• Describes the purpose of the code and links to a related paper
  • Describes the project structure
  • Includes a license
  • DOES NOT contain requirements
  • DOES NOT include a working example
  • DOES NOT include a explicit list of authors (can be inferred from paper though)

This Software Project README:

  • Describes the purpose of the code
  • Describes the requirements
  • Includes instructions for various type of users
  • Describes how to contribute
  • Includes a working example
  • Includes a license
  • DOES NOT include an explicit DOI
  • DOES NOT describe the project structure

Create a shared “to-do” list

This can be a plain text file called something like notes.txt or todo.txt, or you can use sites such as GitHub or Bitbucket to create a new issue for each to-do item. (You can even add labels such as “low hanging fruit” to point newcomers at issues that are good starting points.) Whatever you choose, describe the items clearly so that they make sense to newcomers.

Decide on communication strategies

Make explicit decisions about (and publicize where appropriate) how members of the project will communicate with each other and with external users / collaborators. This includes the location and technology for email lists, chat channels, voice / video conferencing, documentation, and meeting notes, as well as which of these channels will be public or private.

Collaborations with sensitive data

If you determine that your project will include work with sensitive data, it is important to agree with collaborators on how and where the data will be stored, as well as what the mechanisms for sharing the data will be and who is ultimately responsible for ensuring these are followed.

Make the license explicit

What is a licence?

  • Specifies allowable copying and reuse
  • Without a licence, people cannot legally reuse your code or data
  • Different options for different goals and funder requirements (Apache, MIT, CC, …)
  • For example, this lesson is reusable with attribution under a Creative Commons Attribution (CC BY) 4.0 licence
  • Applies to all material in a project, e.g. data, text and code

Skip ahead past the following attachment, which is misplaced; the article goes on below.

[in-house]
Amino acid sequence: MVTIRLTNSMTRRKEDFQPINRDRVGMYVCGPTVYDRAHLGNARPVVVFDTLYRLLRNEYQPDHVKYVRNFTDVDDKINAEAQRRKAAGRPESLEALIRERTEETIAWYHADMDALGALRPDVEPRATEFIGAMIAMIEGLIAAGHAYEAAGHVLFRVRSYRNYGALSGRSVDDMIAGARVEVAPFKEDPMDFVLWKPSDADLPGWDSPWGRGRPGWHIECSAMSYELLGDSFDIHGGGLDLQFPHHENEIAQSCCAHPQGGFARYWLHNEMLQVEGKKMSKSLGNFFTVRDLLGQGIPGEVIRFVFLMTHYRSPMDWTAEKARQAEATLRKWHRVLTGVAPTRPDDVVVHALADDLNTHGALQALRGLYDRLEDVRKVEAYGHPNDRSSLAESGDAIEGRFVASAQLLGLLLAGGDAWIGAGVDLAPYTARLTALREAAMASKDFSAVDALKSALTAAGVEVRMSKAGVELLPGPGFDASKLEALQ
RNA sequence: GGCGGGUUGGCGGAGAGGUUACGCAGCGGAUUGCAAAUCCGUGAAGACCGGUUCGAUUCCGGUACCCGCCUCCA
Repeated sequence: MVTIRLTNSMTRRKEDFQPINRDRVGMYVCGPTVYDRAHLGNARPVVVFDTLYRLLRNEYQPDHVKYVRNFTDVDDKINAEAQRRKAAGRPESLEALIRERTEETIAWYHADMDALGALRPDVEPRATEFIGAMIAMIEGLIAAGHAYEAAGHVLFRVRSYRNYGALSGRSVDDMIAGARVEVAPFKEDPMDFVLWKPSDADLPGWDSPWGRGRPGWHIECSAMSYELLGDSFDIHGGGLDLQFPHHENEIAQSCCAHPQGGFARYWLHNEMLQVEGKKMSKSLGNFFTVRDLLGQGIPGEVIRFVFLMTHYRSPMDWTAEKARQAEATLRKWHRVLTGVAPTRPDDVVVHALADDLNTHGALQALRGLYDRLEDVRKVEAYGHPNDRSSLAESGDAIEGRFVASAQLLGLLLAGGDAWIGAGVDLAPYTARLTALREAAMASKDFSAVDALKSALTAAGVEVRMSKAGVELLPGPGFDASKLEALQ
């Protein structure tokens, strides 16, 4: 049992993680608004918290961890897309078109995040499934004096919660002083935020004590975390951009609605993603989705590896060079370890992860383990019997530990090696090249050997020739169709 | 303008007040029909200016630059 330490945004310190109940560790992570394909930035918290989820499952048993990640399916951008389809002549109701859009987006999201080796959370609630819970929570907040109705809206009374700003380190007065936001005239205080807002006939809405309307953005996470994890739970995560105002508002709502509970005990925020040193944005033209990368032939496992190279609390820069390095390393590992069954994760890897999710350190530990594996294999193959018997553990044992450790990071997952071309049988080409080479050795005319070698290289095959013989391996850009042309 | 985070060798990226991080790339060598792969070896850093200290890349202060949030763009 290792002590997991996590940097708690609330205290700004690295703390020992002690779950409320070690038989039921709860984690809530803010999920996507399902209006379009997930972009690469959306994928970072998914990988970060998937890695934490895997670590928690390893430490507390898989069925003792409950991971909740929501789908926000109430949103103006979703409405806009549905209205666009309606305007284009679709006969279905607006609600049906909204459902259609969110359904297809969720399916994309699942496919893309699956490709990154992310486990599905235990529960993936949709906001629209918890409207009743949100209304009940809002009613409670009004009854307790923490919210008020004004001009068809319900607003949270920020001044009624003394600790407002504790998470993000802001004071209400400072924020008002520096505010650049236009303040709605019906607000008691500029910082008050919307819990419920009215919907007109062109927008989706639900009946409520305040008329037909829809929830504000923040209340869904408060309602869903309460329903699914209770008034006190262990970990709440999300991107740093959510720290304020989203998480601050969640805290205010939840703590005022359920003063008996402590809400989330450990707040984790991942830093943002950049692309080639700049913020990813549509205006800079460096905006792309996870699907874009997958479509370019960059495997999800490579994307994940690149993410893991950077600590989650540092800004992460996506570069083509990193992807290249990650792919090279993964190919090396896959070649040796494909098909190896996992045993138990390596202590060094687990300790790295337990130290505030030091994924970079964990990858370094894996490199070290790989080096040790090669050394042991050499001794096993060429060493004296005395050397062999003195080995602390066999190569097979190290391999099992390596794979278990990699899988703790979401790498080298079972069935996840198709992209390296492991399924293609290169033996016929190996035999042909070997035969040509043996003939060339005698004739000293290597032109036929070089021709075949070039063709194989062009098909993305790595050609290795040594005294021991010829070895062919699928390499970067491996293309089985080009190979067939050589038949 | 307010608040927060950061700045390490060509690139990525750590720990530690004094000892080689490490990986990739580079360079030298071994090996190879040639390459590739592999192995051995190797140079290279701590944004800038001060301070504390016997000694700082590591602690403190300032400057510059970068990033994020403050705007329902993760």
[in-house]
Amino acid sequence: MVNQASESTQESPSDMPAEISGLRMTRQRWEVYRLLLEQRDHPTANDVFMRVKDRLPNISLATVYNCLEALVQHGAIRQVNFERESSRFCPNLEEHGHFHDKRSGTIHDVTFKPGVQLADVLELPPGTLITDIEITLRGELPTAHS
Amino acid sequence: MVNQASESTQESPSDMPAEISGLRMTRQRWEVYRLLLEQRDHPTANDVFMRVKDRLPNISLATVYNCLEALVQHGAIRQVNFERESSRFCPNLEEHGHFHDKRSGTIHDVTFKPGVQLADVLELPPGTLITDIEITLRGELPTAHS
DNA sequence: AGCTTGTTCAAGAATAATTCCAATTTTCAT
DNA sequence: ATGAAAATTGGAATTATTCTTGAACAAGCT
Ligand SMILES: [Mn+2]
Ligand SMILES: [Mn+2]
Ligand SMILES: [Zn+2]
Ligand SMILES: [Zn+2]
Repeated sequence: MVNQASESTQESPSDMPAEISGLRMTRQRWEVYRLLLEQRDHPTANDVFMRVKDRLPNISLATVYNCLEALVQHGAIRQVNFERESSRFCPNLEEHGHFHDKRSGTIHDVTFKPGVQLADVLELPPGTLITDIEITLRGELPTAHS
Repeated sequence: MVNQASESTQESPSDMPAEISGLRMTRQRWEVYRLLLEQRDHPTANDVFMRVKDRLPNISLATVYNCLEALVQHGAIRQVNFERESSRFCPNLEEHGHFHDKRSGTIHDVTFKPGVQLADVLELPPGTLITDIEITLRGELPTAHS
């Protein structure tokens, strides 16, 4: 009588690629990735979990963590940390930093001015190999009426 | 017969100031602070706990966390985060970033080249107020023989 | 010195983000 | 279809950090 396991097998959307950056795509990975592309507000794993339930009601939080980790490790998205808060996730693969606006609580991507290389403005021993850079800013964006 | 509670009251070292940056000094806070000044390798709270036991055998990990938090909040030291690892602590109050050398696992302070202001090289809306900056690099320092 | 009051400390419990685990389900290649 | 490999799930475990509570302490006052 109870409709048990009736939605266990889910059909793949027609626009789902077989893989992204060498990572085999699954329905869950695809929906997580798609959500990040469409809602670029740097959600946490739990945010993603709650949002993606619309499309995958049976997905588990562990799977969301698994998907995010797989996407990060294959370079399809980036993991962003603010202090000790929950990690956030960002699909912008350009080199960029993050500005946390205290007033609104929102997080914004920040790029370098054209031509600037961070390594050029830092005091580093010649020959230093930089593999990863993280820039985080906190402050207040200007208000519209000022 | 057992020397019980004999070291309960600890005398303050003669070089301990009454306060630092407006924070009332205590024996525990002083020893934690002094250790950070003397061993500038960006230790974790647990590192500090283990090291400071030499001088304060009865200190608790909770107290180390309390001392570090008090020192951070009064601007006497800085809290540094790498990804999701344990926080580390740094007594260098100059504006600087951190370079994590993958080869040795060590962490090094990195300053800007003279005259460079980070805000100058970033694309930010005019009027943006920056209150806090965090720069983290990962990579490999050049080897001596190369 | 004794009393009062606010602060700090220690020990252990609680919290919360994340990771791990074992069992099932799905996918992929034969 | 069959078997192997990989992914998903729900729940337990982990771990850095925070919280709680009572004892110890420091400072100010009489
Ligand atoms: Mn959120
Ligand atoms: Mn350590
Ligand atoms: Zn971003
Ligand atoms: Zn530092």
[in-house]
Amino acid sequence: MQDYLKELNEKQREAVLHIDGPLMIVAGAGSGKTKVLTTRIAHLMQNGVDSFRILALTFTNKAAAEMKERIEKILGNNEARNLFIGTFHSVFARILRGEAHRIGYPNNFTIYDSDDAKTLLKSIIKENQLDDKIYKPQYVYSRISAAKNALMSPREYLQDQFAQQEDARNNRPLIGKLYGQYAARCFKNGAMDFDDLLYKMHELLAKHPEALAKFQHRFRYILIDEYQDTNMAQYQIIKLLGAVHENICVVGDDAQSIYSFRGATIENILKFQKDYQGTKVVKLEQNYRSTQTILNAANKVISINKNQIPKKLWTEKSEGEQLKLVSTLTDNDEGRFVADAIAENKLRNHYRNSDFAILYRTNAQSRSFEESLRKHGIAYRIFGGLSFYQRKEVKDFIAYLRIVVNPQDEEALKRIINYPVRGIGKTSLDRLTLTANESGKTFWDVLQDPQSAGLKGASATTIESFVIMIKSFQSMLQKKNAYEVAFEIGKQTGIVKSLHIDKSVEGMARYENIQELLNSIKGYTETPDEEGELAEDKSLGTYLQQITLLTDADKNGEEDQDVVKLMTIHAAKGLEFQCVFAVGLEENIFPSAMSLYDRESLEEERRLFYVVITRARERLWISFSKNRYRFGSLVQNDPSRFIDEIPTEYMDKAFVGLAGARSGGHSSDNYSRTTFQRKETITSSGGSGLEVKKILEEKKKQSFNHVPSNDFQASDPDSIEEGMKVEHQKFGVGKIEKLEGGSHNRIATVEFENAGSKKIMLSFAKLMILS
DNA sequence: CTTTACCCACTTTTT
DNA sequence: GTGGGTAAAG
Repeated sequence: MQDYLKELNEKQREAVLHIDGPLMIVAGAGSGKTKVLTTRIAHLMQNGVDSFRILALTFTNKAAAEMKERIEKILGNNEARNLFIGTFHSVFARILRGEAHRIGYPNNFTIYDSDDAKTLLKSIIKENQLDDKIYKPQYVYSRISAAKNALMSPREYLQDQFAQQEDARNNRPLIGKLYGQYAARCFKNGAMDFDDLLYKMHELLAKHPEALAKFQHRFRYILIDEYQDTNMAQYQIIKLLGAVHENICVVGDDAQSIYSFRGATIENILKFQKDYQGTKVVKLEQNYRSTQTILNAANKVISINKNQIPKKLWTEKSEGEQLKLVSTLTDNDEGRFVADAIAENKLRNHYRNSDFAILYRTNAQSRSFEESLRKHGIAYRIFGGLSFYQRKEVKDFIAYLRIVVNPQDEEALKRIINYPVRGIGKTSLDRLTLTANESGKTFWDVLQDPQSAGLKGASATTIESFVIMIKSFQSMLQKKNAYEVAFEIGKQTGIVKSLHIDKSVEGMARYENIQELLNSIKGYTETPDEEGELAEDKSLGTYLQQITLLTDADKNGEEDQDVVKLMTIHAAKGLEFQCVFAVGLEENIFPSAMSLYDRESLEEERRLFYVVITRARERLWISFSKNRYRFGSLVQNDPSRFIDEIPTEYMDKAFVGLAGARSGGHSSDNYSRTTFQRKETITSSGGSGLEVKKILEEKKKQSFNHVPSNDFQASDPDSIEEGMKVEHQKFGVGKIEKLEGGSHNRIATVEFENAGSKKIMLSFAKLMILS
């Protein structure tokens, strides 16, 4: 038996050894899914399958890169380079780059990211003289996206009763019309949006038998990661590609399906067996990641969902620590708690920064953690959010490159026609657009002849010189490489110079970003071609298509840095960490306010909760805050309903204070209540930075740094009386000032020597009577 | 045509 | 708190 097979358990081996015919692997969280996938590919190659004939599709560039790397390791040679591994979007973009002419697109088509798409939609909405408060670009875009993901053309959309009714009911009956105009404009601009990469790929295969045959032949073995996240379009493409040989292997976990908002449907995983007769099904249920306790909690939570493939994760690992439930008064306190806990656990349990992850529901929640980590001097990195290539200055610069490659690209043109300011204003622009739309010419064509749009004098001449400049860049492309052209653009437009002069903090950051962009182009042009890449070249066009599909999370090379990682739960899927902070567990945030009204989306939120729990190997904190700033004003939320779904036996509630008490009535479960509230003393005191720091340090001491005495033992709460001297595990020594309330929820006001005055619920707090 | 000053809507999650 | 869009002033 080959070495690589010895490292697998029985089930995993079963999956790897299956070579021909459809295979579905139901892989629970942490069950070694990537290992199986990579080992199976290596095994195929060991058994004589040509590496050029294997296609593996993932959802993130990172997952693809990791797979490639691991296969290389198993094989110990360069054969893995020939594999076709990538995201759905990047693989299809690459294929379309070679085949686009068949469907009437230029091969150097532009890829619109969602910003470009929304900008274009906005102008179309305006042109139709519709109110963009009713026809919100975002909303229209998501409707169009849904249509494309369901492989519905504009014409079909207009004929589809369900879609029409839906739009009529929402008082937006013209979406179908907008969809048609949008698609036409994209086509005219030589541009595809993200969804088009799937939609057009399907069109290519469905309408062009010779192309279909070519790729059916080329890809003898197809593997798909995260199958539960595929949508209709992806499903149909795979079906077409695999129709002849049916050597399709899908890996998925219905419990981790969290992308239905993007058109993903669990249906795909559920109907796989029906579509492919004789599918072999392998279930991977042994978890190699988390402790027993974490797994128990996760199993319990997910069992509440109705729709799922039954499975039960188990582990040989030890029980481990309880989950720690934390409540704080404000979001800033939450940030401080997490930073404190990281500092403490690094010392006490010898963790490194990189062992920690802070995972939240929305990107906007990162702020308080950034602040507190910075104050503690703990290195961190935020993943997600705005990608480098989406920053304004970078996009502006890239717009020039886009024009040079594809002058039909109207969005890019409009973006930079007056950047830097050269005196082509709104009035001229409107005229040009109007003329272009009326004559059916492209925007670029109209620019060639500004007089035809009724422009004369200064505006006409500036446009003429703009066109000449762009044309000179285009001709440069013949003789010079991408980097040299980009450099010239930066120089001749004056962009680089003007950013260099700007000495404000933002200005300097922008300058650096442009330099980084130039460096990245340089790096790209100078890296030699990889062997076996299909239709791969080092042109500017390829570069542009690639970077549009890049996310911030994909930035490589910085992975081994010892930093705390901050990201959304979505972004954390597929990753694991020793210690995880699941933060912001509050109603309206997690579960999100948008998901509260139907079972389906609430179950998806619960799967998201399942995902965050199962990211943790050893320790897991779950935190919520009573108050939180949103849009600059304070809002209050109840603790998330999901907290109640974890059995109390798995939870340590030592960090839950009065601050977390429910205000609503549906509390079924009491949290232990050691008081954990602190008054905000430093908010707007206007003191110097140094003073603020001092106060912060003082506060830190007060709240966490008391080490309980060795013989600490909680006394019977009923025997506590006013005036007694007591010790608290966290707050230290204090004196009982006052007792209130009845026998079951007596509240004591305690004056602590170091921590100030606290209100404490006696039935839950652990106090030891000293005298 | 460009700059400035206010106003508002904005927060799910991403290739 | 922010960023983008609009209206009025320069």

Have a LICENSE file in the project’s home directory that clearly states what license(s) apply to the project’s software, data, and manuscripts. Lack of an explicit license does not mean there isn’t one; rather, it implies the author is keeping all rights and others are not allowed to re-use or modify the material. A project that consists of data and text may benefit from a different license to a project consisting primarily of code.

We recommend Creative Commons licenses for data and text, either CC-0 (the “No Rights Reserved” license) or CC-BY (the “Attribution” license, which permits sharing and reuse but requires people to give appropriate credit to the creators). For software, we recommend a permissive open source license such as the MIT, BSD, or Apache license [laurent2004]. A useful resource to compare different licenses is available at tldrlegal. More advice for how to use licences for research data is available at openaire.

What Not To Do

We recommend against the “no commercial use” variations of the Creative Commons licenses because they may impede some forms of re-use. For example, if a researcher in a developing country is being paid by her government to compile a public health report, she will be unable to include your data if the license says “non-commercial”. We recommend permissive software licenses rather than the GNU General Public License (GPL) because it is easier to integrate permissively-licensed software into other projects, see chapter three in [laurent2004].

Make the project citable

A CITATION file describes how to cite this project as a whole, and where to find (and how to cite) any data sets, code, figures, and other artifacts that have their own DOIs. The example below shows the CITATION file for the Ecodata Retriever; for an example of a more detailed CITATION file, see the one for the khmer project.

Please cite this work as:

Morris, B.D. and E.P. White. 2013. "The EcoData Retriever:
improving access to existing ecological data." PLOS ONE 8:e65848.